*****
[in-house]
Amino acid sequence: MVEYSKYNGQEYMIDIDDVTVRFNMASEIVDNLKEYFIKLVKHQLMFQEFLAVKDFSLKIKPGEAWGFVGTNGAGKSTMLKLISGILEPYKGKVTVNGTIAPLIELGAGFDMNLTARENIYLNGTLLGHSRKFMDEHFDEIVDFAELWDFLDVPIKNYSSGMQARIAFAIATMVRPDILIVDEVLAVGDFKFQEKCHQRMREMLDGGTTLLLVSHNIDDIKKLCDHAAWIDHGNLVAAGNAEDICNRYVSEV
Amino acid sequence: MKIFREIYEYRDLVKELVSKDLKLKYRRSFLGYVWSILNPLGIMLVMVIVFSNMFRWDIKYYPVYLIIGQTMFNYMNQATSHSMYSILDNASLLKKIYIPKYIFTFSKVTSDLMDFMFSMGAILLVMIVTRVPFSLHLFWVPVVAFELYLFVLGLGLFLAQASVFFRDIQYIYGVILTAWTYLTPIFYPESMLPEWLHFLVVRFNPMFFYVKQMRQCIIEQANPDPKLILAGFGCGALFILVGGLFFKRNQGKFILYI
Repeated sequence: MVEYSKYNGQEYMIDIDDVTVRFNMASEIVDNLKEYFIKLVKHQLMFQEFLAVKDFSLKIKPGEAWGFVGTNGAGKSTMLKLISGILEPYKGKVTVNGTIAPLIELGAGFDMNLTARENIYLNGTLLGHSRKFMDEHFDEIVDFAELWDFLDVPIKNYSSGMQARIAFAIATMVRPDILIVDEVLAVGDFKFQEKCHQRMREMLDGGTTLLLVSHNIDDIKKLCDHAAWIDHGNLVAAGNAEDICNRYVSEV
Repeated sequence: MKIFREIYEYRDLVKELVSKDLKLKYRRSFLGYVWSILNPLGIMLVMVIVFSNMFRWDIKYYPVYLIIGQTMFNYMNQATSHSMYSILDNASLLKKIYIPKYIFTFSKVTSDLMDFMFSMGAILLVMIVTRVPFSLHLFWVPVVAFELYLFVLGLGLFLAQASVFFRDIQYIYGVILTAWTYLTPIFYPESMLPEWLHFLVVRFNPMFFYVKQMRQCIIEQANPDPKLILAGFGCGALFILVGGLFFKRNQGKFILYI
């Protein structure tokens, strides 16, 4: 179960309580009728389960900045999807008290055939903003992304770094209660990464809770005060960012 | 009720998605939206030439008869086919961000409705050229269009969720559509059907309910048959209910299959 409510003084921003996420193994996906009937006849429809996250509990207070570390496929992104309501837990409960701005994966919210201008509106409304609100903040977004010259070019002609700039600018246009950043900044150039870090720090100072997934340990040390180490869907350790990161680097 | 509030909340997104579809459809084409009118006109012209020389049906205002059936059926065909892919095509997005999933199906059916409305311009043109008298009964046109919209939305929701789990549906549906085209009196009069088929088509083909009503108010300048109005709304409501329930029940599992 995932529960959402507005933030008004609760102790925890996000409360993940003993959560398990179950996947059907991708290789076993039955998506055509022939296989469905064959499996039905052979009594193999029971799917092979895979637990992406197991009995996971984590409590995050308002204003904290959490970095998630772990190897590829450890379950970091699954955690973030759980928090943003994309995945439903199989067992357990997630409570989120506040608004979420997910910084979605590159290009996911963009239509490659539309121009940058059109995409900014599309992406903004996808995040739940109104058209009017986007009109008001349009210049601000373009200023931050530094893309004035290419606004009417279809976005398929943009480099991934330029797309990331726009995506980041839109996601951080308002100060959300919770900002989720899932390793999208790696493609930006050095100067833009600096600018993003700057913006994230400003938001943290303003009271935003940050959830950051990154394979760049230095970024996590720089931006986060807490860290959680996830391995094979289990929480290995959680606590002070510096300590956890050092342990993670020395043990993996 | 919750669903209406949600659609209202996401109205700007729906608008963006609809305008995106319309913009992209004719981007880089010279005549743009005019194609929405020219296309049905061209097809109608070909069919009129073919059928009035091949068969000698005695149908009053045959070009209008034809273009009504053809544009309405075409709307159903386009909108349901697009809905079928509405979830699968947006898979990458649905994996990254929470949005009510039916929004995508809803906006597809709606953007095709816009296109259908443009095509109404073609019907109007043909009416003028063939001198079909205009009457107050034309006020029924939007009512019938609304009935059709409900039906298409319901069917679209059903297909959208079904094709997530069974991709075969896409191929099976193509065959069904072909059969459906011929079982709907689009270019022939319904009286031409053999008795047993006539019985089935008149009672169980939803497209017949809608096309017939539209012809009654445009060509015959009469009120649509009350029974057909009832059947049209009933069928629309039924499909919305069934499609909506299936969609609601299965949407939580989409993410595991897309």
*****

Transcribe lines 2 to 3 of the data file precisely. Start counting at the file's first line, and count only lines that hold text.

Amino acid sequence: MVEYSKYNGQEYMIDIDDVTVRFNMASEIVDNLKEYFIKLVKHQLMFQEFLAVKDFSLKIKPGEAWGFVGTNGAGKSTMLKLISGILEPYKGKVTVNGTIAPLIELGAGFDMNLTARENIYLNGTLLGHSRKFMDEHFDEIVDFAELWDFLDVPIKNYSSGMQARIAFAIATMVRPDILIVDEVLAVGDFKFQEKCHQRMREMLDGGTTLLLVSHNIDDIKKLCDHAAWIDHGNLVAAGNAEDICNRYVSEV
Amino acid sequence: MKIFREIYEYRDLVKELVSKDLKLKYRRSFLGYVWSILNPLGIMLVMVIVFSNMFRWDIKYYPVYLIIGQTMFNYMNQATSHSMYSILDNASLLKKIYIPKYIFTFSKVTSDLMDFMFSMGAILLVMIVTRVPFSLHLFWVPVVAFELYLFVLGLGLFLAQASVFFRDIQYIYGVILTAWTYLTPIFYPESMLPEWLHFLVVRFNPMFFYVKQMRQCIIEQANPDPKLILAGFGCGALFILVGGLFFKRNQGKFILYI